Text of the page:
Every year millions of people travel over mountain roads in the Greater Yellowstone Region and come home safe and sound. There’s nothing special about mountain highways that you won’t encounter elsewhere, except perhaps 1,000 foot drop-offs, hairpin curves, and 6-9 percent grades that go on for twenty miles. What are a few white knuckles for all those views and vistas?
Actually, driving anywhere in Yellowstone Park is essentially mountain driving, and so is most of the Greater Yellowstone Region. There’s nothing to it if you use common sense, which in most cases simply means driving at appropriate speeds for the conditions. Posted speed limits and recommended speeds are serious on mountain roads. One other thing, make sure your brakes are in good working order. For some vehicles, downshifting is better than braking.
As a rule of thumb, the more curves and steeper grades in a mountain highway, the better the scenery.
There are a few hazards in mountain driving, which while hardly unique to the mountains, tend to have a more dramatic setting. Here in rough order of importance are some hazards to watch for:
- Animals in the road. Animals in the road are quite common, especially during the twilight periods of morning and evening. Some areas of the Greater Yellowstone Region are open range, meaning that cattle are allowed to graze freely and often use highways for travel paths. Deer, antelope, moose, elk, and bison all cross highways and are more than big enough to damage or destroy a vehicle. Animals are a major reason why people should think twice about high speeds in the mountains and that goes double at night.
- Rocks on the road. For highways passing steep slopes, rocks and other debris in the road are most common in spring and fall or during a prolonged wet spell. Rocks in the road can range in size from pebbles to boulders the size of a house. Probably the worst for drivers are the small to medium-sized rocks (3-6 inches in diameter), which can be quite difficult to see and are big enough to damage tires.
- Vehicles over the center line. This happens often enough to keep any driver alert when rounding a blind curve (and a lot of mountain curves are blind). There are some legitimate reasons for crossing the center line, such as avoiding an animal or rock, but it’s always a risk. Some drivers make a habit of riding the line and cutting curves, for a while at least.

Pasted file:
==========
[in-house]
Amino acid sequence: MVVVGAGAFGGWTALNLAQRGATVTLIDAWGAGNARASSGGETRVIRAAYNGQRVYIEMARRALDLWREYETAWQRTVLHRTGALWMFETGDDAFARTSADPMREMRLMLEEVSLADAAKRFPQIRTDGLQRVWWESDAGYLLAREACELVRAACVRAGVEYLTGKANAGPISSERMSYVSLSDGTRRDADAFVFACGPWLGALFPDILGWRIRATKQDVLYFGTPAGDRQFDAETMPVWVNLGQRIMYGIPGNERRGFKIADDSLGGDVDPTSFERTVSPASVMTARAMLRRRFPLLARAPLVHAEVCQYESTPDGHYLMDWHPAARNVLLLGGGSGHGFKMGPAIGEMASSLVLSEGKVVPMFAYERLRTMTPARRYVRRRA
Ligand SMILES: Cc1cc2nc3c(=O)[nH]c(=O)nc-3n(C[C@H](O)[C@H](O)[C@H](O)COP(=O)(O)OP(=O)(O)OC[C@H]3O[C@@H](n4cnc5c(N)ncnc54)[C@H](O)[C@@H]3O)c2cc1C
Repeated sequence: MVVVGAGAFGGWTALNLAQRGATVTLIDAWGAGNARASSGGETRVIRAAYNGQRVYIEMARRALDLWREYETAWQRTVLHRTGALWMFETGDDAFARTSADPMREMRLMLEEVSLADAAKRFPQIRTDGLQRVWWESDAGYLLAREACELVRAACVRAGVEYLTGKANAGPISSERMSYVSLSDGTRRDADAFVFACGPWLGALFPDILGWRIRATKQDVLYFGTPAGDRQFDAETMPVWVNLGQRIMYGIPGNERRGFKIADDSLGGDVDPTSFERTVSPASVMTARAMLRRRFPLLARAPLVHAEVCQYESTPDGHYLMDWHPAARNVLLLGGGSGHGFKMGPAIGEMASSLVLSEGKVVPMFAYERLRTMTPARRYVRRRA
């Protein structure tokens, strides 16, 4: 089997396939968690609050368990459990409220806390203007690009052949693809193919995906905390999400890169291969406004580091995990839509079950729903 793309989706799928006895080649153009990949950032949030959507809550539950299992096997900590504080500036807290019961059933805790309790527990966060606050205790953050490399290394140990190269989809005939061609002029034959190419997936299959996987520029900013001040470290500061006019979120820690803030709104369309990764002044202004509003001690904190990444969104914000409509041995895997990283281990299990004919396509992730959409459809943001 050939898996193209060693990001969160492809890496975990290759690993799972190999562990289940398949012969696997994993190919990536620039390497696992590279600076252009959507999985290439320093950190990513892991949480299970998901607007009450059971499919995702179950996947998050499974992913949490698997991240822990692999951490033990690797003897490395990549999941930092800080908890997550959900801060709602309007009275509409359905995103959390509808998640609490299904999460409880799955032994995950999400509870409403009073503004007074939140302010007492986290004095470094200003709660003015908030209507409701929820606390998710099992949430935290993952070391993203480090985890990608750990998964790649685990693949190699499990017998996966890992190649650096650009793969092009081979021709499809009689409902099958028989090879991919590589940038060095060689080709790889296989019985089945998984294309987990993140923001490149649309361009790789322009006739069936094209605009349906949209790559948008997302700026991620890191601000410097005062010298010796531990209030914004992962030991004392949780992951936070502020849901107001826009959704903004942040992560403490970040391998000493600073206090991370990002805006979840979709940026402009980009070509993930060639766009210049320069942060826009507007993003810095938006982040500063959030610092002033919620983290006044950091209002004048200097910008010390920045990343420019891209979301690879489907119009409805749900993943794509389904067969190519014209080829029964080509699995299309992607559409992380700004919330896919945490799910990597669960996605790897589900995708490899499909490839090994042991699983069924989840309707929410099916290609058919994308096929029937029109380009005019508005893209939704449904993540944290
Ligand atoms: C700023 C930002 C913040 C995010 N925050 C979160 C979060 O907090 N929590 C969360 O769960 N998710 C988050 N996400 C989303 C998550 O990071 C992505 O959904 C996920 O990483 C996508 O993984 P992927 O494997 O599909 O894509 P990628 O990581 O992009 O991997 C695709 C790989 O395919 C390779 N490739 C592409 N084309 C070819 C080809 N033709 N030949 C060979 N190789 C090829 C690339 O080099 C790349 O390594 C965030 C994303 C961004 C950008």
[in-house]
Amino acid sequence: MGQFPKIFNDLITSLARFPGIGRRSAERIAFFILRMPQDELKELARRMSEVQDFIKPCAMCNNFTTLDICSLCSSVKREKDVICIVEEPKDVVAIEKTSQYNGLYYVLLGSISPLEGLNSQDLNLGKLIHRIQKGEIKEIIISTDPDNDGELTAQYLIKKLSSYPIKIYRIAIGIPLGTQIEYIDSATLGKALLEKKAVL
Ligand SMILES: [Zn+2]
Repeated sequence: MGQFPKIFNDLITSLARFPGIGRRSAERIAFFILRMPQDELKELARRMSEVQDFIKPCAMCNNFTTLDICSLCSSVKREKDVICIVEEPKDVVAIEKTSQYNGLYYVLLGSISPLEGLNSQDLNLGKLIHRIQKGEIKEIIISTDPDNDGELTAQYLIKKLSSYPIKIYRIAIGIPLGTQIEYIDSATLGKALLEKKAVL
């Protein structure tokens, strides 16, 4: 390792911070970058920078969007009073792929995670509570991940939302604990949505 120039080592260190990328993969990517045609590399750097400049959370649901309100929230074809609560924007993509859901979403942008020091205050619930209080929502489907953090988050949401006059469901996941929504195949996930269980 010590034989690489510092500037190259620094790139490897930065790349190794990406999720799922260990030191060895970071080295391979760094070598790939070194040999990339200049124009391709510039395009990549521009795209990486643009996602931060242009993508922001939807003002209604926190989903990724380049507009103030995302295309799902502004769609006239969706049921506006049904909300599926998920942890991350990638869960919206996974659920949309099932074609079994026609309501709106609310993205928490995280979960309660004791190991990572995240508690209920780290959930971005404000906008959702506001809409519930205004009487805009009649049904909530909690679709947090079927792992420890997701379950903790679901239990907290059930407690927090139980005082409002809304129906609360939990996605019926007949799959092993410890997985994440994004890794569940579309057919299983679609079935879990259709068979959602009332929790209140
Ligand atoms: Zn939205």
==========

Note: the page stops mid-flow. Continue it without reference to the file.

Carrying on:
- Wet or icy roads. Slippery is dangerous on any road, but in the mountains the danger is often dramatic. Even so, the biggest danger is underestimating the risk, especially if you’re not familiar with driving steep and curvy roads in bad weather. Sometimes discretion is the better part of valor; if it feels too dangerous to drive, believe your intuition and go back.
- Snails. On mountain highways vehicles moving 20 mph (and less) with a caravan of 3 to 30 cars behind them are a menace. People do crazy things to get around them. Unfortunately snail behavior is not always voluntary; sometimes crawling (especially uphill) is all the vehicle can manage. Fear can also motivate snail speed, and with some mountain roads being what they are – who’s to blame the cautious? The point is: slow speed may be unavoidable, but not pulling over periodically to let others go by is unexcusable (see Road Hog below). If you need to drive slowly (and this isn’t necessarily a pejorative), use the pullouts – you’re not in a hurry anyway, right?
- Road Hogs and Other Crazy Driving. Everyone has encountered bad/crazy drivers – speeders, weavers, tail-gaters, road hogs. They can be found on mountain roads too. Mountain roads magnify the danger. Maybe it’s best to look at it this way: mountain scenery is beautiful.If you encounter crazy driving, pull off at the nearest convenient spot and let them go by/on.